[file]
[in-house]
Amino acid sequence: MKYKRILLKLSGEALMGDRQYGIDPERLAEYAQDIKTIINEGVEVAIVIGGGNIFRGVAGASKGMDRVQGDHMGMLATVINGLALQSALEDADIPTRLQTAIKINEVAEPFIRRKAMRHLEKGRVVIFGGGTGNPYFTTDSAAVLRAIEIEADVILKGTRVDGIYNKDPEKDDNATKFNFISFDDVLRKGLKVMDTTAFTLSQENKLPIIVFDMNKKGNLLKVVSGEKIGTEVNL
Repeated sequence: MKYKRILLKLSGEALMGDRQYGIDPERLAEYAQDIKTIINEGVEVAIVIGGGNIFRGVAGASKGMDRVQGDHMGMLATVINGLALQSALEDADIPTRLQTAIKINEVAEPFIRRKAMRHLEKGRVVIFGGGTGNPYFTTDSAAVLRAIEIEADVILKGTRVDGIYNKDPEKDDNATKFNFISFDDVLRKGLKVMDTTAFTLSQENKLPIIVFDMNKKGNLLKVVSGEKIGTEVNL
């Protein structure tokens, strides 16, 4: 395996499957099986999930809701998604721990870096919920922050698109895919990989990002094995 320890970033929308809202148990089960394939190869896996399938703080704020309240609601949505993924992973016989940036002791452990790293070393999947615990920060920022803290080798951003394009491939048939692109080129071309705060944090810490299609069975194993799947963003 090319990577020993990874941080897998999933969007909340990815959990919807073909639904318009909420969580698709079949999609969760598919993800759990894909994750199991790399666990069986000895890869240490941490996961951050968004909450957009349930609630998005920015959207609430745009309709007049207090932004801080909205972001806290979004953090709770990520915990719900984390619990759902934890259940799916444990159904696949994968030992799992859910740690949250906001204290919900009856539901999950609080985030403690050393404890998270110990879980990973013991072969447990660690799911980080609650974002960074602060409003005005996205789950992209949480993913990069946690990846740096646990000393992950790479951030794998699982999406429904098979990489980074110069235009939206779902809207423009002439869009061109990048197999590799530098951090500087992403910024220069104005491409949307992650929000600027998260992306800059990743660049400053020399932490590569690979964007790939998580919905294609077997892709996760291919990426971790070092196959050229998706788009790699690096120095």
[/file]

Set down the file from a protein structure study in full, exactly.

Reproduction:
[in-house]
Amino acid sequence: MKYKRILLKLSGEALMGDRQYGIDPERLAEYAQDIKTIINEGVEVAIVIGGGNIFRGVAGASKGMDRVQGDHMGMLATVINGLALQSALEDADIPTRLQTAIKINEVAEPFIRRKAMRHLEKGRVVIFGGGTGNPYFTTDSAAVLRAIEIEADVILKGTRVDGIYNKDPEKDDNATKFNFISFDDVLRKGLKVMDTTAFTLSQENKLPIIVFDMNKKGNLLKVVSGEKIGTEVNL
Repeated sequence: MKYKRILLKLSGEALMGDRQYGIDPERLAEYAQDIKTIINEGVEVAIVIGGGNIFRGVAGASKGMDRVQGDHMGMLATVINGLALQSALEDADIPTRLQTAIKINEVAEPFIRRKAMRHLEKGRVVIFGGGTGNPYFTTDSAAVLRAIEIEADVILKGTRVDGIYNKDPEKDDNATKFNFISFDDVLRKGLKVMDTTAFTLSQENKLPIIVFDMNKKGNLLKVVSGEKIGTEVNL
């Protein structure tokens, strides 16, 4: 395996499957099986999930809701998604721990870096919920922050698109895919990989990002094995 320890970033929308809202148990089960394939190869896996399938703080704020309240609601949505993924992973016989940036002791452990790293070393999947615990920060920022803290080798951003394009491939048939692109080129071309705060944090810490299609069975194993799947963003 090319990577020993990874941080897998999933969007909340990815959990919807073909639904318009909420969580698709079949999609969760598919993800759990894909994750199991790399666990069986000895890869240490941490996961951050968004909450957009349930609630998005920015959207609430745009309709007049207090932004801080909205972001806290979004953090709770990520915990719900984390619990759902934890259940799916444990159904696949994968030992799992859910740690949250906001204290919900009856539901999950609080985030403690050393404890998270110990879980990973013991072969447990660690799911980080609650974002960074602060409003005005996205789950992209949480993913990069946690990846740096646990000393992950790479951030794998699982999406429904098979990489980074110069235009939206779902809207423009002439869009061109990048197999590799530098951090500087992403910024220069104005491409949307992650929000600027998260992306800059990743660049400053020399932490590569690979964007790939998580919905294609077997892709996760291919990426971790070092196959050229998706788009790699690096120095």